Providence Rides a Storm

Had a tempest not thwarted his plans, George Washington might have lost the Revolution in the first major operation he commanded

That George Washington drove the British out of Boston in early March 1776 is known to almost every schoolboy who has studied the American Revolution, but a disturbing aspect of this crucial event is not recognized even by most of the experts. One may read biographies of Washington, and military histories of the Revolution, without coming on more than a stray hint. This omission has undoubtedly occurred because the story flies in the face of the traditional Washington legend.Read more »

Soldier In A Longboat

Three times John Glover’s Marblehead fishermen saved Washington’s army; in a final battle, the “amphibious regiment” rowed him to victory across the Delaware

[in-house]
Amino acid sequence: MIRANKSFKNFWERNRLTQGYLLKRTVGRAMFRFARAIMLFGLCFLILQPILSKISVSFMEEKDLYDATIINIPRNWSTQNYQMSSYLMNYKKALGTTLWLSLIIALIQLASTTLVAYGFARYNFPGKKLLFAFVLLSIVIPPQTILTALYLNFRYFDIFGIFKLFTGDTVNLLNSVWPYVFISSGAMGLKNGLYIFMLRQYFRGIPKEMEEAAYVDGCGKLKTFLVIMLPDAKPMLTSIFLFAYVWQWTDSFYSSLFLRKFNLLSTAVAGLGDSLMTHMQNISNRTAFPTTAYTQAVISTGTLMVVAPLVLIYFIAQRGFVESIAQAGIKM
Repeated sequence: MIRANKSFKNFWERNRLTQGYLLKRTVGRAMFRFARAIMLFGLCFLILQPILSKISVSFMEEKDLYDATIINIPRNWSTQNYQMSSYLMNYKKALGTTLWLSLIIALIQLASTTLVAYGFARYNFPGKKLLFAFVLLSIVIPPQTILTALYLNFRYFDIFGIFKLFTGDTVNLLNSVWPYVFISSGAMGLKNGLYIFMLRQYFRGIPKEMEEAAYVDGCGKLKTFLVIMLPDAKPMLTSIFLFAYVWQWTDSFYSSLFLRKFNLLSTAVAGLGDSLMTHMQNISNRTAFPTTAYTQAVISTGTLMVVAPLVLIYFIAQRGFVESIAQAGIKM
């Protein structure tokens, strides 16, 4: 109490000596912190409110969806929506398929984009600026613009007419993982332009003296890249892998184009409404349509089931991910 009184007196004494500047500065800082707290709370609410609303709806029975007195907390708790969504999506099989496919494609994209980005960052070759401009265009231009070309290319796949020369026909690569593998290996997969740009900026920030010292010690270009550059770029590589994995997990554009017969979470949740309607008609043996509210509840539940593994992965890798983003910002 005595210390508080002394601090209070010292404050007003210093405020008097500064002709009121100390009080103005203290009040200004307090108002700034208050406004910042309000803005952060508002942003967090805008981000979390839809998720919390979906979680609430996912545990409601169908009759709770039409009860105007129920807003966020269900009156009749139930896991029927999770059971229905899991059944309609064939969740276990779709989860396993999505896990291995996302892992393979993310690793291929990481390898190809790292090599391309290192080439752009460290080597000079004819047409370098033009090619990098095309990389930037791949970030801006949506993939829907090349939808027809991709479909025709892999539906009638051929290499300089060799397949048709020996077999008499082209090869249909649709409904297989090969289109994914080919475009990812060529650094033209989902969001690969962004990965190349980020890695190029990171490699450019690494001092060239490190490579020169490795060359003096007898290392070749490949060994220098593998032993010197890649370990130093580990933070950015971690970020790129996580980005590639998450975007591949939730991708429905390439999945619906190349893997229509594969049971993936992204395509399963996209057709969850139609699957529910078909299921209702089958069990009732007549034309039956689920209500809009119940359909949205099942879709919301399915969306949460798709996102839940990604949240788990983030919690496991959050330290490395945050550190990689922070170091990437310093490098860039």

Some years after the Revolutionary War, Henry Knox, onctime major general and chief of artillery in the Continental Army, rose before the Massachusetts legislature to speak on a bill in behalf of his former comrades in arms, the Marblehead fishermen. Standing there, his hulking aSo-pound frame commanding every eye, Knox recalled the cold Christmas night in 177(1 when these brave men had ferried Washington’s army across an ice-jammed river to launch the attack against Trenton.

 
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